Tuesday, July 31, 2007

She Didn't Mean It. She was Ill

"I hate you! I wish you were never born!" my mother would often tell me. "I hate you, too!" I would exclaim back, "I wish you were never my mother!" That is a terrible thing for a mother to say to her child, isn't it? It was a terrible thing for me to say as well, but it was a commonplace fight for me and my mother during my adolescence. "Your mother argues with you all like she is your sibling," my father would say, exasperated. My mother had schizophrenia and never grew up just like her mother before her and her mother's mother. It is hard to believe she managed to be a school teacher until retirement. My father would have to become president of the school board for her to keep her job and the subsequent retirement in those last years of her illness.

Me and my mother have a wonderful relationship these days. Mom came over yesterday just to sit upon my porch with me and talk. She brought me a care package of my favorite foods. We spoke of weight watchers. Her nightly jaunt to a friend's house for finger sandwiches. Just the characteristic small talk between a mother and son. Long gone are the days that we would fight like cowboys and Indians. My mother still is like a small child in many ways, but I show a kindness and understanding that I didn't have within me as a young adult and child.

"I would just leave my kids and go wandering out into the neighborhood around the school," my mother told me of her symptoms. "I can't believe I would do that."

"You were sick," I replied with an understanding.

"The principal would drive around until he found me and would send me home for the day. That is when I started sleeping all the time."

Mom's hands started shaking, talking and reminiscing about the last hard days of trying to hold it together.

"Do you think I was a terrible mother?" she then asked.

"I think you and I both did the best we could under the circumstances," I replied. "We didn't ask for this disease. We inherited it."

My mother seemed to take great comfort in my words and soon left to go home. For so many years, our illnesses were secrets in the family that just festered and served to sever family bonds and relationships. Nerves and ties would become frayed under the great burden of us trying to go about our natural lives despite almost insurmountable odds. Now we freely talk about it and are open with each other. I don't know when this great sea change occurred, but I like it. It was time to let those skeletons out of the closet so to speak. Our lives have changed immeasurably for the better because of it.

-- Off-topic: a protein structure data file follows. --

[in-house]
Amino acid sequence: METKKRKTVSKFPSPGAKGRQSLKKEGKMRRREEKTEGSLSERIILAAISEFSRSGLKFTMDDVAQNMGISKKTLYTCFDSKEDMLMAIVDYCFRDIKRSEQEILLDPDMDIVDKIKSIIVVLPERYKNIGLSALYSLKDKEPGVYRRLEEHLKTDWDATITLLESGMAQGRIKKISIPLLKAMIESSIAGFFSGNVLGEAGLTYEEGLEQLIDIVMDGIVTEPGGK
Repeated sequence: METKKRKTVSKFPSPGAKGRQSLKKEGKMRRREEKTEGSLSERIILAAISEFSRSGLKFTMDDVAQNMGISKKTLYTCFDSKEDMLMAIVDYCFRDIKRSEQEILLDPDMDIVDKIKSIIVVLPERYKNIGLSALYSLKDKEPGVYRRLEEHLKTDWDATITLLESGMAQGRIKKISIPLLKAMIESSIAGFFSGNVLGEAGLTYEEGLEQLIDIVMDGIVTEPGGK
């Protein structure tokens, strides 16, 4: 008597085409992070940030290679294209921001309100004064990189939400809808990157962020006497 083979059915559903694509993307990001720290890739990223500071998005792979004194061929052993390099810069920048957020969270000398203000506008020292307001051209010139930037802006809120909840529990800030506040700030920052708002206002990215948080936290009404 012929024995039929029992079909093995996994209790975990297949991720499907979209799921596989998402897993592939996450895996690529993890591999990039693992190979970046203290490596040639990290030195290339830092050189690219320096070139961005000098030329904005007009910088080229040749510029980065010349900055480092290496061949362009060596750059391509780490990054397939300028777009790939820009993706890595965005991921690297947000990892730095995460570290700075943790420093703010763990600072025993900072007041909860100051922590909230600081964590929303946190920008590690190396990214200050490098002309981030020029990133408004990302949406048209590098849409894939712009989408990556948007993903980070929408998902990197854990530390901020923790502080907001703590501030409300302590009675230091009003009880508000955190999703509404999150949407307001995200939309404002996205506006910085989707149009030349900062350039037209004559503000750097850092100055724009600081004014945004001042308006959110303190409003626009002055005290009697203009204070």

As a mother I could hear the pain in her voice through the words that you typed...the question that every mom ill or not fears to ask..do you think I was a terrible mom? My gosh. What an interesting evening/afternoon you had with her.

The worse thing a mother can ever carry with her is guilt-it's a terrible feeling.
great read by the way, Great read!

abbagirl74 said...

I love posts about your mother. It's nice to know how far you both have come. Did she give you a bunch of canned spaghetti? Reminds me of Dumpster Dan.

Barb said...

My mother passed on a disease to me, and it is a cross she and I carry hoping not to pass it to my son. Often asked, "Was I a horrible mother...?" My response is like yours, "We didnt ask for this disease, we inherited it" I wish everyday for different circumstances to have fallen my way...but they didnt.
Thank you for your insight, and witness. It makes me stronger in some weird way.

"I can be changed by what has happened to me, but I refuse to be reduced by it" Maya Angelo


justLacey said...

There is no worse feeling of guilt than contemplating the mistakes oyu have made as a mother. I'm glad you made her feel better. I often look back and think of the things I did wrong with my older daughter. Some of them I knew at the time and some I have only realized now. It's a hard job under the best of circumstances, but your mom really couldn't help the things she did and now that oyu have been through it, I bet you realize how hard it really was. I bet it's harder now with her mind clearer and realizing the things she did.

Josie Two Shoes said...

Wow! I so love that you are able to grow beyond the hurt and show compassion to your mother, in that you realize it was her disease, not her telling you such things. You are working wonderfully on all your relationships these days - it feels great, doesn't it?! :-)

Pen and the Sword said...

What a touching lament of how water truly does flow under the bridge. I hope to some day be able to say that of me and my mother. Unfortunately, her mental illness (coupled with my pride and anger) have torn our relationship beyond repair. I hope we can learn to forgive each other and some day be mother and daughter again.

Rich said...

Good post dude - I can identify with what you and your Mom are going through now and in the past.

Claudia said...

I am envious you get to have these talks with her... I tried with my mother but it is nothing. Maybe one day.

It just goes to show that things do change, doesn't it?

EE said...

You are so wise, Andrew. I'm glad that you are giving your mother grace.